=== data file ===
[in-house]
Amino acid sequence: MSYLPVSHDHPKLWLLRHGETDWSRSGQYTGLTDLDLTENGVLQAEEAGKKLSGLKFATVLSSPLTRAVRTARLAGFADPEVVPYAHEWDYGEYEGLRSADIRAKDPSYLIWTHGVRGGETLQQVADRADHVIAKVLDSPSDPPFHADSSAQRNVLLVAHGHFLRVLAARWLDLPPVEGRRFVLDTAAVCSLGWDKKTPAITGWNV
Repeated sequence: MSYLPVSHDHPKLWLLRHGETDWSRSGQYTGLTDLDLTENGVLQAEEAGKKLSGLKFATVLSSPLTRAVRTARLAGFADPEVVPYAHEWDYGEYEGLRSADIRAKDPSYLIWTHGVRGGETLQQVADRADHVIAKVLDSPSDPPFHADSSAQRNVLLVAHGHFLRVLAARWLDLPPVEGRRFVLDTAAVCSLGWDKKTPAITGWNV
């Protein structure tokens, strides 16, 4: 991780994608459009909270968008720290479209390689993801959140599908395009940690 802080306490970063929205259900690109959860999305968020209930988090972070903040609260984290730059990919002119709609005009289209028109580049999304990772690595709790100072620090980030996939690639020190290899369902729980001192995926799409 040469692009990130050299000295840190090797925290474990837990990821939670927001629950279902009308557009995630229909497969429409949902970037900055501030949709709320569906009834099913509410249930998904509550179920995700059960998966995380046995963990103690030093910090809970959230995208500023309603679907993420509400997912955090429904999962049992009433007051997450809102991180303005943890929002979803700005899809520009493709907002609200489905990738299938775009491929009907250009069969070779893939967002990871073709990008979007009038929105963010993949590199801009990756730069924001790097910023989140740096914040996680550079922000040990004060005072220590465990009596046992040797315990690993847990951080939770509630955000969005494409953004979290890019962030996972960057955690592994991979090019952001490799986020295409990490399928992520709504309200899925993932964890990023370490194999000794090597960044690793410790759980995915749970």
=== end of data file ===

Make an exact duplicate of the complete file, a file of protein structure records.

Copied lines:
[in-house]
Amino acid sequence: MSYLPVSHDHPKLWLLRHGETDWSRSGQYTGLTDLDLTENGVLQAEEAGKKLSGLKFATVLSSPLTRAVRTARLAGFADPEVVPYAHEWDYGEYEGLRSADIRAKDPSYLIWTHGVRGGETLQQVADRADHVIAKVLDSPSDPPFHADSSAQRNVLLVAHGHFLRVLAARWLDLPPVEGRRFVLDTAAVCSLGWDKKTPAITGWNV
Repeated sequence: MSYLPVSHDHPKLWLLRHGETDWSRSGQYTGLTDLDLTENGVLQAEEAGKKLSGLKFATVLSSPLTRAVRTARLAGFADPEVVPYAHEWDYGEYEGLRSADIRAKDPSYLIWTHGVRGGETLQQVADRADHVIAKVLDSPSDPPFHADSSAQRNVLLVAHGHFLRVLAARWLDLPPVEGRRFVLDTAAVCSLGWDKKTPAITGWNV
């Protein structure tokens, strides 16, 4: 991780994608459009909270968008720290479209390689993801959140599908395009940690 802080306490970063929205259900690109959860999305968020209930988090972070903040609260984290730059990919002119709609005009289209028109580049999304990772690595709790100072620090980030996939690639020190290899369902729980001192995926799409 040469692009990130050299000295840190090797925290474990837990990821939670927001629950279902009308557009995630229909497969429409949902970037900055501030949709709320569906009834099913509410249930998904509550179920995700059960998966995380046995963990103690030093910090809970959230995208500023309603679907993420509400997912955090429904999962049992009433007051997450809102991180303005943890929002979803700005899809520009493709907002609200489905990738299938775009491929009907250009069969070779893939967002990871073709990008979007009038929105963010993949590199801009990756730069924001790097910023989140740096914040996680550079922000040990004060005072220590465990009596046992040797315990690993847990951080939770509630955000969005494409953004979290890019962030996972960057955690592994991979090019952001490799986020295409990490399928992520709504309200899925993932964890990023370490194999000794090597960044690793410790759980995915749970």